IN REVIEW, Ray Takeyh, The Last Shah: America, Iran, and the Fall of the Pahlavi Dynasty, Yale University Press, 2021.
Whenever a revolutionary regime displaces a monarchy, the initial narrative focuses on the sins of the ancient regime—especially its tyranny and corruption. Over time, particularly if the new government fails to deliver on the promises of progress and justice, a reevaluation of the past inevitably takes place. People discover that the vices of the old system were overstated, while its virtues were underappreciated. In Russia, for instance, the failures of the Soviet system have led to a re-evaluation of the reigns of Alexander III and Nicholas II, with revolution no longer the predestined endpoint of history.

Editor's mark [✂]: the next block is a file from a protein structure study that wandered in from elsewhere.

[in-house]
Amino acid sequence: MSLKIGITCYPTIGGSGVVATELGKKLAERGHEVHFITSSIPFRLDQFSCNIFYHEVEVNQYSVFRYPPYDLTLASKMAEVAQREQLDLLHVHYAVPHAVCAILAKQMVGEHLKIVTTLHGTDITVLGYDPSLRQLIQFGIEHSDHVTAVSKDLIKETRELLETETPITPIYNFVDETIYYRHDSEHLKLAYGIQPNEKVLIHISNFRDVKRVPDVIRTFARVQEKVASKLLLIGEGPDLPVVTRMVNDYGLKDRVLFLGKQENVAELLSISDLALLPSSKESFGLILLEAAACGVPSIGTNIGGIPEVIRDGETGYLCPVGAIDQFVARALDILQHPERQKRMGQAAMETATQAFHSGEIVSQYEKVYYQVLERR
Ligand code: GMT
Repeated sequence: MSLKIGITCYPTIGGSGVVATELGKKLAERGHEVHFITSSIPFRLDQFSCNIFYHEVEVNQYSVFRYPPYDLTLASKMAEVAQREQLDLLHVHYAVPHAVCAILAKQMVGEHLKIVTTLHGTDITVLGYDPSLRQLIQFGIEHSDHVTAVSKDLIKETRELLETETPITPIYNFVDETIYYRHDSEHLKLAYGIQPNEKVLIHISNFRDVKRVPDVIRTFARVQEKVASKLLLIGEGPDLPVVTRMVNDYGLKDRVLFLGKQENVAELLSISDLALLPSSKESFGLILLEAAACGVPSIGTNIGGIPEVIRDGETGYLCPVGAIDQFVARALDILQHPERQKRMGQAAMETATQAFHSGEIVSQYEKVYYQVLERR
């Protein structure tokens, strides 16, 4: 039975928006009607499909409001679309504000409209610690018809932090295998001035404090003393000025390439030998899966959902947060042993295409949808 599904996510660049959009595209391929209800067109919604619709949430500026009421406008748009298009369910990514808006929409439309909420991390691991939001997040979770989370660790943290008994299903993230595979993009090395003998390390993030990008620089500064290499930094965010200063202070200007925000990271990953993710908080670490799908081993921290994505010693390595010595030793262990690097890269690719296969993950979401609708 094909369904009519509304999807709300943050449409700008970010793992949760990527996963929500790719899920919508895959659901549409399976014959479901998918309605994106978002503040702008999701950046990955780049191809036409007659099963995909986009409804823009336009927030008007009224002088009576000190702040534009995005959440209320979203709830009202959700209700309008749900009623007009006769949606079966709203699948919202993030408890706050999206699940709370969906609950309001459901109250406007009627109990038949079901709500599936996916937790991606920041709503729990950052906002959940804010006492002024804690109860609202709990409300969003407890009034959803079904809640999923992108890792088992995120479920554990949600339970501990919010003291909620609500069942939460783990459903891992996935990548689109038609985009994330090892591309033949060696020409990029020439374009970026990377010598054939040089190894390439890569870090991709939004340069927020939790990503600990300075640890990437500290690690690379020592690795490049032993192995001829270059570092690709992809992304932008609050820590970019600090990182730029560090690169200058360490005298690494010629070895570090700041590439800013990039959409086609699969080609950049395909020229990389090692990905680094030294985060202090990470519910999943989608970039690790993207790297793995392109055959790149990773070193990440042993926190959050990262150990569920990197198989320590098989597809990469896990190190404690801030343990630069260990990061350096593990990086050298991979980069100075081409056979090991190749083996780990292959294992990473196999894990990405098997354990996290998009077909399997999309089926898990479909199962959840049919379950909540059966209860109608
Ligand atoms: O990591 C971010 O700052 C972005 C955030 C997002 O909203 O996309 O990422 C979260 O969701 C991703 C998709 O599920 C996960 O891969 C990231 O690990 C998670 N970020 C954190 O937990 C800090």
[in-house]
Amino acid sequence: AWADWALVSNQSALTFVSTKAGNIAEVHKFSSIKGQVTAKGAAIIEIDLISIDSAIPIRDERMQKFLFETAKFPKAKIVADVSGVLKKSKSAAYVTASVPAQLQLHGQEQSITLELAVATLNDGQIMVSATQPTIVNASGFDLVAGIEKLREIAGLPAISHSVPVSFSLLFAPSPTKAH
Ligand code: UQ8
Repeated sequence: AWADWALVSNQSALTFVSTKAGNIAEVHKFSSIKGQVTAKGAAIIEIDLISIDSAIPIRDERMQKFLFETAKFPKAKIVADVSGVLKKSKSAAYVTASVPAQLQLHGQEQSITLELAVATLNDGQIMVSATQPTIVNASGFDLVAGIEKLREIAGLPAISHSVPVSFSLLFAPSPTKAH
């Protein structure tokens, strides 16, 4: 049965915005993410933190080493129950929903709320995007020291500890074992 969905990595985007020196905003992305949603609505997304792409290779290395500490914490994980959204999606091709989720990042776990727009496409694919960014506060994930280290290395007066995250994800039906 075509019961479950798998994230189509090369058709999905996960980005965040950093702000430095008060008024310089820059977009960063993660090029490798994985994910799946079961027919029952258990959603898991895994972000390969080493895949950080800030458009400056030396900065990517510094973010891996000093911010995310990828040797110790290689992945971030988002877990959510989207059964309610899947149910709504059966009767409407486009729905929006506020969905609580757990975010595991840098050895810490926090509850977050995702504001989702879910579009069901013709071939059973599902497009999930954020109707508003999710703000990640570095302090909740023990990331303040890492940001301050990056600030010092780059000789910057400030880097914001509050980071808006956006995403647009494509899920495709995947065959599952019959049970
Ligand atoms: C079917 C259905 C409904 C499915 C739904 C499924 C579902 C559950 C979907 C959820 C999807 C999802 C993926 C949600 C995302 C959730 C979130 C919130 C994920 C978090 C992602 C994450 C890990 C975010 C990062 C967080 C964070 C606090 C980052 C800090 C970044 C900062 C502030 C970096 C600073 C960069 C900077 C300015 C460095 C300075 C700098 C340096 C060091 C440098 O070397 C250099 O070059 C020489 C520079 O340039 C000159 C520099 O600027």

Four decades after the fall of the Shah in Iran, a similar process is underway regarding the last monarch’s record and the track record of his successors in the Islamic Republic. This reevaluation is not just of interest to Iranians, however, but also directly feeds into debates about—and critiques of—U.S. foreign policy. The initial assessment of the Shah after the 1979 Revolution as corrupt and tyrannical was, by extension, levied as a potent criticism against the ways in which American foreign policy was conducted, particularly for U.S. support of the Iranian monarchy, which was deemed to be in contradiction of core American values. Indeed, U.S. support for the Shah is cited routinely as a cautionary lesson about mistakes that should be avoided in the conduct of U.S. foreign policy, especially support for tyrannical puppet monarchs.